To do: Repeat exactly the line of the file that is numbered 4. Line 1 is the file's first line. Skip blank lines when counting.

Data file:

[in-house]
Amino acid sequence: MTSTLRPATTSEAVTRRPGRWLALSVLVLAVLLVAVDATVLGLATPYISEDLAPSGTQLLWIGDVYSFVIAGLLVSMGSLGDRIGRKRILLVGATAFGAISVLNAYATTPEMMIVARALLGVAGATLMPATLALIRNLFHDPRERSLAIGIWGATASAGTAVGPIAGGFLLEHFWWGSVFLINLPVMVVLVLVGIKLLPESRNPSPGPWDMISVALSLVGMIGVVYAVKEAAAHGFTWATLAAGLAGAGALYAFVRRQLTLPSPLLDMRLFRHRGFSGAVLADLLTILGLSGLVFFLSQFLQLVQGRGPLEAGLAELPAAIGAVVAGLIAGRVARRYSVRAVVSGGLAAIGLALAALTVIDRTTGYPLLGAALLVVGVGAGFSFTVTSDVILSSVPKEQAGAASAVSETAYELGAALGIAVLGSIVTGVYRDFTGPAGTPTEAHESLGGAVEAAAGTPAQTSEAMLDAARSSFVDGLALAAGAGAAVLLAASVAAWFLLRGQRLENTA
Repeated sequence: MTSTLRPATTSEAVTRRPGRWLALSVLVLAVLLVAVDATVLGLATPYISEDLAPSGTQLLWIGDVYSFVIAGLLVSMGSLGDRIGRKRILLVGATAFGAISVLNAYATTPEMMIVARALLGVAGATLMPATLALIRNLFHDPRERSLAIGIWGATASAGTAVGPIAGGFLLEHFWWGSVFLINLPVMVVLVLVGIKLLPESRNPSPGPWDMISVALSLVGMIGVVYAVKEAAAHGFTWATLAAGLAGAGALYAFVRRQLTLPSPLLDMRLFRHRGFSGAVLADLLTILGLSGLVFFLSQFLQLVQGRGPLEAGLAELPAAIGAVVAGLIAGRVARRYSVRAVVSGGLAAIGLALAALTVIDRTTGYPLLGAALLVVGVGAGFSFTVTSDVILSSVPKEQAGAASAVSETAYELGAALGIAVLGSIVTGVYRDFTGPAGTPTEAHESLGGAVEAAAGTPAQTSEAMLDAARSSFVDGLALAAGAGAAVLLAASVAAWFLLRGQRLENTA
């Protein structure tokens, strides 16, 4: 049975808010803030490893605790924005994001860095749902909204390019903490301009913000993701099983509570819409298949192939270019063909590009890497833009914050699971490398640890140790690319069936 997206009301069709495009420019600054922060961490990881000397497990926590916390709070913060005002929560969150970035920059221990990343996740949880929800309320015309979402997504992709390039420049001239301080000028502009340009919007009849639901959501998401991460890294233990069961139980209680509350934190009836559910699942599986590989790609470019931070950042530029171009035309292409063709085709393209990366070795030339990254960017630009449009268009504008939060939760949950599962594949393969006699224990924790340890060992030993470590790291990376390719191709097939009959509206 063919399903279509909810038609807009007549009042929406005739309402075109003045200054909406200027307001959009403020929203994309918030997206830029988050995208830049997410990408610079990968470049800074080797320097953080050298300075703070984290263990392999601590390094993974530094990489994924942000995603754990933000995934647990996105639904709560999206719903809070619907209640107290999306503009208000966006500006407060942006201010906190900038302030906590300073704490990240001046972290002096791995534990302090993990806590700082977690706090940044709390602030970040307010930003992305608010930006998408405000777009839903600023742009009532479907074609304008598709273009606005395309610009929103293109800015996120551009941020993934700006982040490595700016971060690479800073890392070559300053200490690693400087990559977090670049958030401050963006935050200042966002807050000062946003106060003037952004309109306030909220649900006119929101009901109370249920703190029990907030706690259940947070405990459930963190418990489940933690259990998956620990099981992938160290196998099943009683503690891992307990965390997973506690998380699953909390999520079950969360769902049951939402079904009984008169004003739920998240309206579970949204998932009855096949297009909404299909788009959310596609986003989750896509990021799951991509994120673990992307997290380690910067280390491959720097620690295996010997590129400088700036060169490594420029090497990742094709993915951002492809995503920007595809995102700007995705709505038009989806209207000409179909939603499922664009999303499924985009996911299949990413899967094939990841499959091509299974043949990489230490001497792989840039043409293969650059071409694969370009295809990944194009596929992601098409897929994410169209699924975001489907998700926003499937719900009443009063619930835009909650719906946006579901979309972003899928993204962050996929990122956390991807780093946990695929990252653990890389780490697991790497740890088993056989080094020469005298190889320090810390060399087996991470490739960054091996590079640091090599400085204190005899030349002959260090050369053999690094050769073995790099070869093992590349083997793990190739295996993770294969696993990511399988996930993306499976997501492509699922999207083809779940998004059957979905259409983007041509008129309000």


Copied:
């Protein structure tokens, strides 16, 4: 049975808010803030490893605790924005994001860095749902909204390019903490301009913000993701099983509570819409298949192939270019063909590009890497833009914050699971490398640890140790690319069936 997206009301069709495009420019600054922060961490990881000397497990926590916390709070913060005002929560969150970035920059221990990343996740949880929800309320015309979402997504992709390039420049001239301080000028502009340009919007009849639901959501998401991460890294233990069961139980209680509350934190009836559910699942599986590989790609470019931070950042530029171009035309292409063709085709393209990366070795030339990254960017630009449009268009504008939060939760949950599962594949393969006699224990924790340890060992030993470590790291990376390719191709097939009959509206 063919399903279509909810038609807009007549009042929406005739309402075109003045200054909406200027307001959009403020929203994309918030997206830029988050995208830049997410990408610079990968470049800074080797320097953080050298300075703070984290263990392999601590390094993974530094990489994924942000995603754990933000995934647990996105639904709560999206719903809070619907209640107290999306503009208000966006500006407060942006201010906190900038302030906590300073704490990240001046972290002096791995534990302090993990806590700082977690706090940044709390602030970040307010930003992305608010930006998408405000777009839903600023742009009532479907074609304008598709273009606005395309610009929103293109800015996120551009941020993934700006982040490595700016971060690479800073890392070559300053200490690693400087990559977090670049958030401050963006935050200042966002807050000062946003106060003037952004309109306030909220649900006119929101009901109370249920703190029990907030706690259940947070405990459930963190418990489940933690259990998956620990099981992938160290196998099943009683503690891992307990965390997973506690998380699953909390999520079950969360769902049951939402079904009984008169004003739920998240309206579970949204998932009855096949297009909404299909788009959310596609986003989750896509990021799951991509994120673990992307997290380690910067280390491959720097620690295996010997590129400088700036060169490594420029090497990742094709993915951002492809995503920007595809995102700007995705709505038009989806209207000409179909939603499922664009999303499924985009996911299949990413899967094939990841499959091509299974043949990489230490001497792989840039043409293969650059071409694969370009295809990944194009596929992601098409897929994410169209699924975001489907998700926003499937719900009443009063619930835009909650719906946006579901979309972003899928993204962050996929990122956390991807780093946990695929990252653990890389780490697991790497740890088993056989080094020469005298190889320090810390060399087996991470490739960054091996590079640091090599400085204190005899030349002959260090050369053999690094050769073995790099070869093992590349083997793990190739295996993770294969696993990511399988996930993306499976997501492509699922999207083809779940998004059957979905259409983007041509008129309000």